Anthony writes:


I believe that there was a remark something like it’s not as if there are cells up there.  But there are:

Bird, Plane, Bacteria? Microbes Thrive In Storm Clouds


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I’ve wondered if clouds could carry influenza from migrating birds flying over or through them.  A dark cloud preventing the passage of UV could be the silver lining for the virus.

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There also was a mention of much material originating from the ocean.  That’s not water from a glacial spring mixed with sterile sea salt. That’s excrement from marine mammals / water fowl, raw sewage and who knows what else.  (I’m thinking of the DNA fishing expeditions finding sequences coding for unknown proteins.) Vibrio in clouds might not fall mainly on the plain, but it could find its way there.

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In the Sarasota FL area one August some years back, I wondered if the hot humid air is as alive with microscopic life as a coral reef is with things immediately visible.

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Yes, viruses in space would need to be inside something to shield them from radiation.  If that is so, entry into the atmosphere is not impossible.

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Caenorhabditis elegans survives atmospheric breakup of STS-107, space shuttle Columbia.


The nematode Caenorhabditis elegans, a popular organism for biological studies, is being developed as a model system for space biology. The chemically defined liquid medium, C. elegans Maintenance Medium (CeMM), allows axenic cultivation and automation of experiments that are critical for spaceflight research. To validate CeMM for use during spaceflight, we grew animals using CeMM and standard laboratory conditions onboard STS-107, space shuttle Columbia. Tragically, the Columbia was destroyed while reentering the Earth’s atmosphere. During the massive recovery effort, hardware that contained our experiment was found. Live animals were observed in four of the five recovered canisters, which had survived on both types of media. These data demonstrate that CeMM is capable of supporting C. elegans during spaceflight. They also demonstrate that animals can survive a relatively unprotected reentry into the Earth’s atmosphere, which has implications with regard to the packaging of living material during space flight, planetary protection, and the interplanetary transfer of life.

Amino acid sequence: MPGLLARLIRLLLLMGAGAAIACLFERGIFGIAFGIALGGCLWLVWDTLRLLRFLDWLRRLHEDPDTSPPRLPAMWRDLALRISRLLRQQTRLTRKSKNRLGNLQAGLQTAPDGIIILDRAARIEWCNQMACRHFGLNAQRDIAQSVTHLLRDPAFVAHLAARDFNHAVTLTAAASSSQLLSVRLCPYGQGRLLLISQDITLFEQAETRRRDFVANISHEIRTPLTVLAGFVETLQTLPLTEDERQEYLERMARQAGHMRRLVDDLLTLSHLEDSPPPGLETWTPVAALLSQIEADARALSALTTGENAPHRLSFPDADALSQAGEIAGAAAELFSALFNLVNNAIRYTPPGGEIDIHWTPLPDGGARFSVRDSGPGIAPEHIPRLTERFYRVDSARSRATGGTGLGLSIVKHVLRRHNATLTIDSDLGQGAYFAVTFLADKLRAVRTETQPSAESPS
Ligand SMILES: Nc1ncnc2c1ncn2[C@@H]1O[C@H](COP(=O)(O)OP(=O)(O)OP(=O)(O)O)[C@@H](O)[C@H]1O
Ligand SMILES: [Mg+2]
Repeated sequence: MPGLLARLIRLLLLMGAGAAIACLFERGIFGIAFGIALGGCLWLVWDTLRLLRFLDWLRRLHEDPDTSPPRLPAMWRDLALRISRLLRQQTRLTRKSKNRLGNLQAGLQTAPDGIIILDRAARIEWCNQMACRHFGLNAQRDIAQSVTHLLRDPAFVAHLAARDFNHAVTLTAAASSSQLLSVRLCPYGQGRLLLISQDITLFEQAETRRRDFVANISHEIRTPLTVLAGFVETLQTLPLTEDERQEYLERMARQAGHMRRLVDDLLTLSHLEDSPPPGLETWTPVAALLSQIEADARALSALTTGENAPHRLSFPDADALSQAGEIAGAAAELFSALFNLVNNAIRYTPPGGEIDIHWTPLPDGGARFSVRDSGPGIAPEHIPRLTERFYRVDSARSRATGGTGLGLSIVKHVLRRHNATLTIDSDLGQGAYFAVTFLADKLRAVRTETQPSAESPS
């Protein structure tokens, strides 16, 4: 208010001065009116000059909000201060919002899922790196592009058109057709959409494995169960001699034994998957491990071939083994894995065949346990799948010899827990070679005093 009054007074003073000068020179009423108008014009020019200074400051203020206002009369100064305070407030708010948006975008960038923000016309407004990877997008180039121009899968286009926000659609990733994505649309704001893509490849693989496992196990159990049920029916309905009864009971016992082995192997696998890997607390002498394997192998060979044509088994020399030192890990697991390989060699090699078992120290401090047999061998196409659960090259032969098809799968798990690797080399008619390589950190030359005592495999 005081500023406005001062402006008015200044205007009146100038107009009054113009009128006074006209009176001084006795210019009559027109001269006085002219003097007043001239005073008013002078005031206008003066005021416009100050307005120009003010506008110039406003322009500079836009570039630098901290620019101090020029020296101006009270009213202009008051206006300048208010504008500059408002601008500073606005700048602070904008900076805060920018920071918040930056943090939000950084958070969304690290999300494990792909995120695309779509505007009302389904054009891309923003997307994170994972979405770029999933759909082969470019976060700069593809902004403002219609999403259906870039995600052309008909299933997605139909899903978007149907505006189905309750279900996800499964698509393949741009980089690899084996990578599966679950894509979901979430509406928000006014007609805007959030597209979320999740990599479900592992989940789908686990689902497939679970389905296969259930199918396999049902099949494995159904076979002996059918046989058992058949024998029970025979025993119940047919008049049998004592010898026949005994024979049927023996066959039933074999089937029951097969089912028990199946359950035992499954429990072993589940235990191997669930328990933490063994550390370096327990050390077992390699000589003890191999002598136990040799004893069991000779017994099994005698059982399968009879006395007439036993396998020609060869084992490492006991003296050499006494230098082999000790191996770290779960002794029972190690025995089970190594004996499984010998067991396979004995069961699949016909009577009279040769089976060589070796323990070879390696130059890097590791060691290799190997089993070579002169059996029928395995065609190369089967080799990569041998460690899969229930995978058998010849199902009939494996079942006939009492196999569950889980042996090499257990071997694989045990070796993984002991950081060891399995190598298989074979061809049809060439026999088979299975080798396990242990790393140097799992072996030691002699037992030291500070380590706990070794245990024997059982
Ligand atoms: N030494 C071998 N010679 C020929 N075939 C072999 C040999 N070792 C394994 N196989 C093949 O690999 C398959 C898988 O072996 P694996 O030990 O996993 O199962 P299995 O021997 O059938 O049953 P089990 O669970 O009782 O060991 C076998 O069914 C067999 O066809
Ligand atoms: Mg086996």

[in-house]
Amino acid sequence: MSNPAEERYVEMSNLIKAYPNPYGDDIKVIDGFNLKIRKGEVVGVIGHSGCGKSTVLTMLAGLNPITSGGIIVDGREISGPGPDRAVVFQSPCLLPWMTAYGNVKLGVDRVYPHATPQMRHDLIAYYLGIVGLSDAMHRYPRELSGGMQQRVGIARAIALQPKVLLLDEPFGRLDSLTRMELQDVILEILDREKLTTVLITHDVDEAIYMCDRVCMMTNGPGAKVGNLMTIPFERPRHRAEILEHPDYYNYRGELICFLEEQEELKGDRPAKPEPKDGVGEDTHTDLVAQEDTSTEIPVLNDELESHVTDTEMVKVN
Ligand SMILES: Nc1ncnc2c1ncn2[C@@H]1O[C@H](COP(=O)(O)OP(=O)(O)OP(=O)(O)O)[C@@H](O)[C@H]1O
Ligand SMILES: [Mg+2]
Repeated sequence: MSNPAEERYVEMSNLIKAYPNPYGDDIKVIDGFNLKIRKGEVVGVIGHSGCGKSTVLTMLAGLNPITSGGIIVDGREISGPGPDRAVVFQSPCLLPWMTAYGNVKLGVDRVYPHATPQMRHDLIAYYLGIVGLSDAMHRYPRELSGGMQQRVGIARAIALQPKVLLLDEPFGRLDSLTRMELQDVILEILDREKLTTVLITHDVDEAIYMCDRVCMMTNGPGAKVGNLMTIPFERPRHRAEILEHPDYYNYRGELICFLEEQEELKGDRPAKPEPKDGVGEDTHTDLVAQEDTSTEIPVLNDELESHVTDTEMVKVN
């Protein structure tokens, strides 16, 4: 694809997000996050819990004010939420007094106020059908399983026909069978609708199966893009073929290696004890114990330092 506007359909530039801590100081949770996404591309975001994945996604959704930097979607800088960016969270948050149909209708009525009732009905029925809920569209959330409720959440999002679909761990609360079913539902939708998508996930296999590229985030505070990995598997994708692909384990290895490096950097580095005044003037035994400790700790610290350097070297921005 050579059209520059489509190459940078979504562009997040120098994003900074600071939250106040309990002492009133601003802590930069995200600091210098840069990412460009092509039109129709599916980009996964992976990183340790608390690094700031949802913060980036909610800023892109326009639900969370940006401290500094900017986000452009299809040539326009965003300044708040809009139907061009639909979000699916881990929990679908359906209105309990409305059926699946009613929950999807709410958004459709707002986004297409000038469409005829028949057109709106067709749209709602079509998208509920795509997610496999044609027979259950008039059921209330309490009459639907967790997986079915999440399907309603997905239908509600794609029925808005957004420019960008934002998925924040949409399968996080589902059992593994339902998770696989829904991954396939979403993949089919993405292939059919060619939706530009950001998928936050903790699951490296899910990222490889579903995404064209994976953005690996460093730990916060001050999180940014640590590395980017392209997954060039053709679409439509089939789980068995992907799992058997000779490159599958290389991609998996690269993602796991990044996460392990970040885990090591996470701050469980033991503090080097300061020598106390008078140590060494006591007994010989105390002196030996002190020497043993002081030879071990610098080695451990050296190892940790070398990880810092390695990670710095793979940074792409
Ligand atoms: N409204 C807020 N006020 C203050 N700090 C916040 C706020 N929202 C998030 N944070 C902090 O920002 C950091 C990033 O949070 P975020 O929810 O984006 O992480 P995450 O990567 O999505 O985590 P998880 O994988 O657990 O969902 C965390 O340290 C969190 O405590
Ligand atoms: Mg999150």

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Are viruses likely to arrive from space today or tomorrow?  Probably not. Over 5 billion years? In the casino of deep time, low probability is a winning hand.

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Also from Anthony:

Why Trump’s choice for CDC director is terrible by Laurie Garrett

Neva writes:

Thanks, TWIVissimos, for your well wishes for my recovery from the broken ankle. I very much plan to be ambulatory, if not dancing, for the 500th TWIV in Austin.

I so much admire and appreciate the whole crew from all the TWIVy shows for your professional, collegial, and very entertaining podcasts that lead the way in science communication. I find these pods and others in science and technology very refreshing refuges from the political goon show as well as just being flat out fascinating.

And, Rich, your offer of schlepping me up to Austin for the 500th is more than kind but I should be zooming (Woveling?) by then.

Best to All & Onward,

Neva from Buda